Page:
South Sudan is, perhaps, the closest the thing to hell on Earth these days. The United Nations High Commissioner for Refugees reported last week that the number of people who have fled the African nation passed the 1 million mark. Another 1.6 million South Sudanese – some 20 percent of the nation’s population – are displaced as a result of the vicious civil war between the Dinka and Nuer ethic groups in the world’s newest country. Almost 200,000 refugees have fled South Sudan since July. Really, they are ghost refugees, exhausted and depleted from days of walking the bush without food or water, scarred by what they have fled. Children who’ve lost one or both parents.

Then, there are the men and women whose names the world will never know. These are the men and women, Sudanese, Europeans, Americans and others, who are risking their lives to get food to the starving South Sudanese or shepherd the least among us out of this man-made hell. The Catholic Church is especially active here. Bless all these men and women and their charges, too.

More help may be on the way, thanks to George Clooney and Don Cheadle.


6. The Exorcist and the Lost Art of Catholic Storytelling, A TV reboot of the 1971 novel and its film adaptation debuts this week, but the deeper religious themes of the original story might be lost on contemporary American viewers, By Nick Ripatrazone, The Atlantic, September 22, 2016.

The upcoming TV series The Exorcist sounds much like its predecessor, the 1973 film based on the novel by William Peter Blatty, but with one significant difference. The original film was released when Catholic storytelling—with its unique mixture of sinners and saints, violence and grace—thrilled popular and literary culture. The new show, debuting Friday on Fox, will test whether such visceral drama will work with an audience more skeptical of religion and God.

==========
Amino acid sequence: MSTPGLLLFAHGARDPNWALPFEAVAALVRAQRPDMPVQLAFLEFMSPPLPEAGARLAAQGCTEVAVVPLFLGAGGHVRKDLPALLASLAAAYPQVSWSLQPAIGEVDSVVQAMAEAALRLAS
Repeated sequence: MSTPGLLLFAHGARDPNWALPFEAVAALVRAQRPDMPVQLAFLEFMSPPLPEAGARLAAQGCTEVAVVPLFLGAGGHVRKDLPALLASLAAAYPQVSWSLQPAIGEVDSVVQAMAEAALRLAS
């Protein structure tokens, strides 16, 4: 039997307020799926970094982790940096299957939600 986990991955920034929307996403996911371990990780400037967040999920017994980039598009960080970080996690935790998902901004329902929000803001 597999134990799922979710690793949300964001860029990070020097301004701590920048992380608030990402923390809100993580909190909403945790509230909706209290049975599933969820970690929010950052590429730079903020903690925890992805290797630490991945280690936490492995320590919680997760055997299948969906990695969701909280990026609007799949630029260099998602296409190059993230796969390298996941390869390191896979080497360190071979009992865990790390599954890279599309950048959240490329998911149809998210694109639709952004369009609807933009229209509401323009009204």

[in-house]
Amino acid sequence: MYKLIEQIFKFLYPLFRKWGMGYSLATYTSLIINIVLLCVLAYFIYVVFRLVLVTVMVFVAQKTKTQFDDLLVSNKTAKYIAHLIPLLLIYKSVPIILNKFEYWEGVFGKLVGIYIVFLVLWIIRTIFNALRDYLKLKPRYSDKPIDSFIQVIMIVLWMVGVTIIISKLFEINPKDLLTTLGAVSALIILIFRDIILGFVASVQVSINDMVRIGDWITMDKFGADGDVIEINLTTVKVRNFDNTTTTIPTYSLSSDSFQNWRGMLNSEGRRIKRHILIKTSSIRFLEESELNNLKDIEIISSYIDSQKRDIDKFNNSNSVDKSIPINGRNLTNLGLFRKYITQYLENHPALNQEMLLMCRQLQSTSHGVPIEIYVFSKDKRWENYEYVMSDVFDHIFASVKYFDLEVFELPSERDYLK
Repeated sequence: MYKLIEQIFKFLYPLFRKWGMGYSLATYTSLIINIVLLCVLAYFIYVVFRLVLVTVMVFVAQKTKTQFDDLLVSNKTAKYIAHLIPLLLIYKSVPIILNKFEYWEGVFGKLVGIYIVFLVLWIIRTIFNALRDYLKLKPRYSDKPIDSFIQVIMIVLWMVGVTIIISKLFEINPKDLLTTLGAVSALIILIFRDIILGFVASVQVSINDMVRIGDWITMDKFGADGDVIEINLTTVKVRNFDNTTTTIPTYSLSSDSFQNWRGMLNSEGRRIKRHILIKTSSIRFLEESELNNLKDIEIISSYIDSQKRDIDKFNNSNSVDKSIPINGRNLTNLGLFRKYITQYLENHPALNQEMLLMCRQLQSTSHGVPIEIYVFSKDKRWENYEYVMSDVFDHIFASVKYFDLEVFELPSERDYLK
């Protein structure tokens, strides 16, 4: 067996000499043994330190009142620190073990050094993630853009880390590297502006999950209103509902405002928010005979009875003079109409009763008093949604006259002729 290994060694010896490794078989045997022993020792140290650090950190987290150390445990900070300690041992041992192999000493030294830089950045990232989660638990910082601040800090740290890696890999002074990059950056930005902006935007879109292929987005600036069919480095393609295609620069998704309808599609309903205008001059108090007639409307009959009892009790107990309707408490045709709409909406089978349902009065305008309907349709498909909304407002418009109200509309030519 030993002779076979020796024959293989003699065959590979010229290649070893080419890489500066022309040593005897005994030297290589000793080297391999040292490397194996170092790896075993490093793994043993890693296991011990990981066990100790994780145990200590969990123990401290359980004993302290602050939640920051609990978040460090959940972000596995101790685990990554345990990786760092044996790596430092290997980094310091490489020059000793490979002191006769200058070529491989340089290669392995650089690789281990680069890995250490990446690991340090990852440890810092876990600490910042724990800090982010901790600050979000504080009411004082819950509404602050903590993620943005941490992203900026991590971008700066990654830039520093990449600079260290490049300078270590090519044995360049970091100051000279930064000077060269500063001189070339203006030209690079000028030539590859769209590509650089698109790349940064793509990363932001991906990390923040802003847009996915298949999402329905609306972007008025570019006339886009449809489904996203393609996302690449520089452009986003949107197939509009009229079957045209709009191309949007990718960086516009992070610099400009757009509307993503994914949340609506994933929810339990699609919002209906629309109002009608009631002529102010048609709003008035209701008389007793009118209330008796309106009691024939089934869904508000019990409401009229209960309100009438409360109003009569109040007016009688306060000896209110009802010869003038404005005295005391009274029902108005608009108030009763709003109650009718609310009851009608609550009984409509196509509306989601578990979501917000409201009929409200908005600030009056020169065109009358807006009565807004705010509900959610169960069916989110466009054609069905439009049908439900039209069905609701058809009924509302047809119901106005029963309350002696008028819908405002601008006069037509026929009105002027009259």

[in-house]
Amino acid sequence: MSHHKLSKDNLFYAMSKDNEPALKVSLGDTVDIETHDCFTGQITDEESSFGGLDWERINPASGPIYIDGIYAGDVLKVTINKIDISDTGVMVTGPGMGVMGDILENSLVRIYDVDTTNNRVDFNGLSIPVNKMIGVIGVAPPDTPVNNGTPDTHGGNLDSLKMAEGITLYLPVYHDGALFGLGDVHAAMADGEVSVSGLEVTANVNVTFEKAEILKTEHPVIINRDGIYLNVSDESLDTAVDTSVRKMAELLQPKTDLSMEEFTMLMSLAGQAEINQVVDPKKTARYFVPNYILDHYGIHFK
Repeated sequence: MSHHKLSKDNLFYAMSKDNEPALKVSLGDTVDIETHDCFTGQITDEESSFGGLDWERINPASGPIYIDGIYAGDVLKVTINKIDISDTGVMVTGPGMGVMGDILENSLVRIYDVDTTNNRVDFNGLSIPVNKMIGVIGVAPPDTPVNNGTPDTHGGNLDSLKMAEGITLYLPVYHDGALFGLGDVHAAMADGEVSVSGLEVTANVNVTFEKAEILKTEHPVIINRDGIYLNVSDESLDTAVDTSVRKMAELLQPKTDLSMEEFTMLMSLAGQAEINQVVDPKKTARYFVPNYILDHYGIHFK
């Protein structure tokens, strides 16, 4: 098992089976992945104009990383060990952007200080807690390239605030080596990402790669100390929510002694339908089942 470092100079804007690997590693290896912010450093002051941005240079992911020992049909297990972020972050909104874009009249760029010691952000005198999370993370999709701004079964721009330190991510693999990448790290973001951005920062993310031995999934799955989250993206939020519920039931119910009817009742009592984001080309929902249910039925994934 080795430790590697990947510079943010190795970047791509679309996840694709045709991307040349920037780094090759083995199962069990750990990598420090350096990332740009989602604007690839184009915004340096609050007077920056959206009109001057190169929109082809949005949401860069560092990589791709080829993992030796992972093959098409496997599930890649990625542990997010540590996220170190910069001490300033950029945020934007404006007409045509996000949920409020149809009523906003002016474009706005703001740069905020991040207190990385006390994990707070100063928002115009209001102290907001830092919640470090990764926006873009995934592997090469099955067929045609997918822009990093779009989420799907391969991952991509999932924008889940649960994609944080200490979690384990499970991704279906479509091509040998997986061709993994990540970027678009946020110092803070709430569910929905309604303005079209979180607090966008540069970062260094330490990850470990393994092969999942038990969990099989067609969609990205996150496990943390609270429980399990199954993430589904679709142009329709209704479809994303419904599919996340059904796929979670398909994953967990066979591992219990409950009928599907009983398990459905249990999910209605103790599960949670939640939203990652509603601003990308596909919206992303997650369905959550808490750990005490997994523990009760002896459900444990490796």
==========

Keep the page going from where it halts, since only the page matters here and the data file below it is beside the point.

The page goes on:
The era of The Exorcist­ was a time of visible and influential Catholic intellectuals and artists, including two twin prophets of the digital and popular age, Marshall McLuhan and Andy Warhol. Catholic culture of that period was no monolith, though—contrast the conservative William F. Buckley with the more progressive Thomas Merton. The era even saw the rise of culturally Catholic writers, those who retained the language, metaphors, and culture of the church without practiced belief: Cormac McCarthy, Thomas McGuane, and Robert Stone.

Hollywood knew that stories suffused with God could sell. Some of the highest-grossing films in the years adjacent to The Exorcist contained Catholic storytelling or themes without being preachy. There was the sentimental and optimistic representation of nuns in The Sound of Music, Sir Thomas More’s devotion in A Man for All Seasons, the lapsed faith of the lead character in Rosemary’s Baby, religious hypocrisy in The Godfather and its first sequel, the hard-nosed urban Catholicism of Rocky, and the devil’s violence in The Omen.

The best Catholic stories of the past didn’t offer happy endings; instead, they were defined by suffering. The Exorcist TV series arrives with the blessing and burden of being connected to one of the most successful horror films ever made. The novel, film, and show all share essential elements of Catholic storytelling: Faith is often buoyed by doubt. God and grace are mysterious, often impenetrable. Belief does not erase fear, anxiety, and pain from the world—yet belief offers a way forward into and through the dark.